Set orientation (was Gender-free Dances

Courtney Cartwright

Message 6164 · 15 Jan 1997 00:18:36 · Fixed-width font · Whole thread

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>Sandra wrote:
>The question of how people orient themselves in a set is VERY
>interesting. My personal method from early on was to identify my 1st
>corner position as "up at the top of the set on the left file" when needed,
>and visualize the whole set during the briefing. When dancing on the
>men's side I take a moment to reprogram where my 1st corner is "down
>at the bottom of the set on the right file" and again visualize moving
>around the positions. This works for me. I must also be picking up
>cues from the room itself because there is a massive sense of
>disorientation when doing demonstrations. It is especially bad when the
>demo set is oriented shortways across the room instead of longways,
>as most classrooms and balls are.

A truly challenging experience for your class is to change the orientation of
the sets in the hall from that which they've become accustomed. Our social hall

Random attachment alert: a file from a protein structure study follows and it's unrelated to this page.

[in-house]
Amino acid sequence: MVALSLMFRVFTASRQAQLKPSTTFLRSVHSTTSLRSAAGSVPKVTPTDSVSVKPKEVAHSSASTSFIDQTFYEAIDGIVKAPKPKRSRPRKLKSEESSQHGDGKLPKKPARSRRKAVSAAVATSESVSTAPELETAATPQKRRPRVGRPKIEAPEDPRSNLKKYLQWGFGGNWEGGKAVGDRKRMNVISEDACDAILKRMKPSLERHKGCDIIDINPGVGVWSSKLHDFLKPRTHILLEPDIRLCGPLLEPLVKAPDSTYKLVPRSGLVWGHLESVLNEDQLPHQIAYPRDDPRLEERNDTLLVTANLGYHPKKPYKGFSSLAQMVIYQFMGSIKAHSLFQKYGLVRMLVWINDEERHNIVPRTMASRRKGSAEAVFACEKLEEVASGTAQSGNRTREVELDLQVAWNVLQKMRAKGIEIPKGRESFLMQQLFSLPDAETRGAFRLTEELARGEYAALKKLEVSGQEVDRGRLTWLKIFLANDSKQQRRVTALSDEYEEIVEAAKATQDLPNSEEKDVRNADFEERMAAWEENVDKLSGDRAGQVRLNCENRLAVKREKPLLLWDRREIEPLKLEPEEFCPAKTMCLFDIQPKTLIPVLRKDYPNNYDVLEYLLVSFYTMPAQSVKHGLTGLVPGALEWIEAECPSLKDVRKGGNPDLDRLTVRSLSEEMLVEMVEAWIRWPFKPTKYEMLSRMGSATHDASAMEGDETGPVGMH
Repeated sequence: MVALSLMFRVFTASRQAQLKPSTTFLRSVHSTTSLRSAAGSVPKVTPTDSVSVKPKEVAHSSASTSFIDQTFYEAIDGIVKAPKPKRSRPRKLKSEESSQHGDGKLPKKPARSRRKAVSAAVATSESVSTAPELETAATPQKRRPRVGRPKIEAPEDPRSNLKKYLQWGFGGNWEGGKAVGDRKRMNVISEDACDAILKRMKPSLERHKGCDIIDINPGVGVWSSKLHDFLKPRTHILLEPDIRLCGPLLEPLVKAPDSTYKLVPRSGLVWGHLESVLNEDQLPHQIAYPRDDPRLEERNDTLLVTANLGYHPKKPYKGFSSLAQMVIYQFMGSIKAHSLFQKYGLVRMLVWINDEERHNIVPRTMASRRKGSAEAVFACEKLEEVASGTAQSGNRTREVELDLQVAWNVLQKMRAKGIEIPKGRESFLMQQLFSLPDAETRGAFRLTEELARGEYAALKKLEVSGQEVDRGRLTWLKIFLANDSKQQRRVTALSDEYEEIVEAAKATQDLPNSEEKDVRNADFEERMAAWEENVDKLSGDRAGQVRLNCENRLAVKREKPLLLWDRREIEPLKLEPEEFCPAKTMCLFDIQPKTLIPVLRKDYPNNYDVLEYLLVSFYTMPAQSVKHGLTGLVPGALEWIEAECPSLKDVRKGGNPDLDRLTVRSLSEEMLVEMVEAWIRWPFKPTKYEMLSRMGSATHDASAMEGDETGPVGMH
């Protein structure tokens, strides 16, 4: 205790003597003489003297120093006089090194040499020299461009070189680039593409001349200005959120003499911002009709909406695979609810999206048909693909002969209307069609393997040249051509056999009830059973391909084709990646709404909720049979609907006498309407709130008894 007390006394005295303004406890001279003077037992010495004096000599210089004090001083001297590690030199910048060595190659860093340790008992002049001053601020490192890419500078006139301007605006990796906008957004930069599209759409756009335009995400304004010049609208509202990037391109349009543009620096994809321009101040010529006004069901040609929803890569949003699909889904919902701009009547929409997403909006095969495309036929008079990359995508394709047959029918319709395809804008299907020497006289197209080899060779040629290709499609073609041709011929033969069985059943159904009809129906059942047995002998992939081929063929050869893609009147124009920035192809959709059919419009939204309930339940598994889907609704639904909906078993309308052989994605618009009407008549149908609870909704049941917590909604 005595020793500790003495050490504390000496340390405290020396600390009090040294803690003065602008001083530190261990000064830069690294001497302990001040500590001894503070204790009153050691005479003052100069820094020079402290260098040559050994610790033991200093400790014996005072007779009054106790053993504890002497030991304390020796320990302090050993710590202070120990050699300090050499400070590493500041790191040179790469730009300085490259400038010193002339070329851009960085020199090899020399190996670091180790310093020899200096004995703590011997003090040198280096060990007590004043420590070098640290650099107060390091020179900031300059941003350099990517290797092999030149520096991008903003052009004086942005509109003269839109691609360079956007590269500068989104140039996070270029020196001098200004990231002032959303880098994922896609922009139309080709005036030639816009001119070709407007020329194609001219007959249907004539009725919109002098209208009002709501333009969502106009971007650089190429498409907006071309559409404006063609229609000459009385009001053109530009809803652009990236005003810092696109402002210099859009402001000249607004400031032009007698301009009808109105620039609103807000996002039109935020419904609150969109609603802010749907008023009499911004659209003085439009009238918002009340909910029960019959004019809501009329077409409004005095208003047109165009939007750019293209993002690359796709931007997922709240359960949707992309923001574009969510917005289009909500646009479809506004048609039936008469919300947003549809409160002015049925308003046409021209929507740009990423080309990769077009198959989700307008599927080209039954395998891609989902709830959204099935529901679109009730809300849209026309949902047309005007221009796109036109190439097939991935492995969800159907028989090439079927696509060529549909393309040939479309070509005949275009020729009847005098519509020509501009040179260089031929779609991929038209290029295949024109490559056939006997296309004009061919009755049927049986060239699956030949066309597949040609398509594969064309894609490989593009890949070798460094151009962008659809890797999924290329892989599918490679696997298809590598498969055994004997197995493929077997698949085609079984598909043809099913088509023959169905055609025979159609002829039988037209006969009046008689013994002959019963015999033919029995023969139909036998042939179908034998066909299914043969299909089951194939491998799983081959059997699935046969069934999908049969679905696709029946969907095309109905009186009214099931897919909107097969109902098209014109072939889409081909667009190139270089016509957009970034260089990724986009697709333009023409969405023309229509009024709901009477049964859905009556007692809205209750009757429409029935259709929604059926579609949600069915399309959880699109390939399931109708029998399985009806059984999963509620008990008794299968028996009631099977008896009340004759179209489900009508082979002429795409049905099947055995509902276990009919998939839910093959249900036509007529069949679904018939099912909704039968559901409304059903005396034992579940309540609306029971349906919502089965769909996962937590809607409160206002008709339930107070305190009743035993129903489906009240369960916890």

has a stage at the end and is about 4 sets long by two sets wide. The natural
orientation is just that - two sets at the top of the hall then two sets
below that, etc. On occasion (rare occasion, as I don't wish to upset them
too much)
I have rotated the sets 90 degrees.

This causes a great deal of confusion with many of the dancers. It's
obvious that they have oriented the formations and how to dance them with
the space within the hall, not within the set formation. This seems to be
especially true of corner figures, though not exclusively so. I would tend
to do this more with an advanced class or a dem team. It's especially
helpful for the dem team because you're never quite sure what sort of
orientation you'll be forced to dance in due to the layout of the venue.

I discoverd this by accident when we held a ball in an old mining town,
Bisbee, AZ. The dance hall had a small stage, but it was long and narrow,
like a saloon, which of course is what it was. We discovered we had mor
room if we had the sets turned 90 degrees from the stage -- and havoc
reigned in many of the
sets. That's when I realized the dancers had learned not to orient
themselves to positions within the sets, but within the room. I think in
extreme cases, this might be why an otherwise good dancer comes unglued in a
different room, say at a Workshop out of town, or visiting another class
using a different space. Just a thought.

--
Courtney Cartwright
Tucson, Arizona
xxxxxxxx@xxxxxxxx.xxx

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